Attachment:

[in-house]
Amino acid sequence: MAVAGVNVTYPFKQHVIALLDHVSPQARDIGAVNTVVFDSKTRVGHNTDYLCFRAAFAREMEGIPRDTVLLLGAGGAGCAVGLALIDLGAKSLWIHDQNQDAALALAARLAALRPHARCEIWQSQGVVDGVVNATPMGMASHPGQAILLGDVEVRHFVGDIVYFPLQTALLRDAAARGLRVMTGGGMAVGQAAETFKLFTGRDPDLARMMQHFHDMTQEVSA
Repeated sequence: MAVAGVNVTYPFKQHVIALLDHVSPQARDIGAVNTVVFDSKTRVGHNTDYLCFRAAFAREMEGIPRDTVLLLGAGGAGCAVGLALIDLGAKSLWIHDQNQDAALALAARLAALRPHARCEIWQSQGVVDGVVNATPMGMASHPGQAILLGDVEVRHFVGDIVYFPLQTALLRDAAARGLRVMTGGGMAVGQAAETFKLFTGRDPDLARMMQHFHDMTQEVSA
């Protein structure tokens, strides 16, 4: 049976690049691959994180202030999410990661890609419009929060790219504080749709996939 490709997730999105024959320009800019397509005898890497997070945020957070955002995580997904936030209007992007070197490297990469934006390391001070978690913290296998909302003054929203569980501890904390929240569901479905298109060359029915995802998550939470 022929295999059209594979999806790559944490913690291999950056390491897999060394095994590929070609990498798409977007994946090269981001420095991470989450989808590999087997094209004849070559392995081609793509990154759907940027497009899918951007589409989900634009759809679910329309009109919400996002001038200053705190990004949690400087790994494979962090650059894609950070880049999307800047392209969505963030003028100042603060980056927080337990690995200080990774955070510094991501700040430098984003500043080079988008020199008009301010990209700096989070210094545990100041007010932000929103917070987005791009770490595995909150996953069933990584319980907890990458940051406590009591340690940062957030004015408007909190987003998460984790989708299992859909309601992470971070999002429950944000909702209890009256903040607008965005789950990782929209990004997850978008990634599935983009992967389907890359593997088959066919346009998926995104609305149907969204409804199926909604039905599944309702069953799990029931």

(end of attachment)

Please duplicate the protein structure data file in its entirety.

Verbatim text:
[in-house]
Amino acid sequence: MAVAGVNVTYPFKQHVIALLDHVSPQARDIGAVNTVVFDSKTRVGHNTDYLCFRAAFAREMEGIPRDTVLLLGAGGAGCAVGLALIDLGAKSLWIHDQNQDAALALAARLAALRPHARCEIWQSQGVVDGVVNATPMGMASHPGQAILLGDVEVRHFVGDIVYFPLQTALLRDAAARGLRVMTGGGMAVGQAAETFKLFTGRDPDLARMMQHFHDMTQEVSA
Repeated sequence: MAVAGVNVTYPFKQHVIALLDHVSPQARDIGAVNTVVFDSKTRVGHNTDYLCFRAAFAREMEGIPRDTVLLLGAGGAGCAVGLALIDLGAKSLWIHDQNQDAALALAARLAALRPHARCEIWQSQGVVDGVVNATPMGMASHPGQAILLGDVEVRHFVGDIVYFPLQTALLRDAAARGLRVMTGGGMAVGQAAETFKLFTGRDPDLARMMQHFHDMTQEVSA
């Protein structure tokens, strides 16, 4: 049976690049691959994180202030999410990661890609419009929060790219504080749709996939 490709997730999105024959320009800019397509005898890497997070945020957070955002995580997904936030209007992007070197490297990469934006390391001070978690913290296998909302003054929203569980501890904390929240569901479905298109060359029915995802998550939470 022929295999059209594979999806790559944490913690291999950056390491897999060394095994590929070609990498798409977007994946090269981001420095991470989450989808590999087997094209004849070559392995081609793509990154759907940027497009899918951007589409989900634009759809679910329309009109919400996002001038200053705190990004949690400087790994494979962090650059894609950070880049999307800047392209969505963030003028100042603060980056927080337990690995200080990774955070510094991501700040430098984003500043080079988008020199008009301010990209700096989070210094545990100041007010932000929103917070987005791009770490595995909150996953069933990584319980907890990458940051406590009591340690940062957030004015408007909190987003998460984790989708299992859909309601992470971070999002429950944000909702209890009256903040607008965005789950990782929209990004997850978008990634599935983009992967389907890359593997088959066919346009998926995104609305149907969204409804199926909604039905599944309702069953799990029931």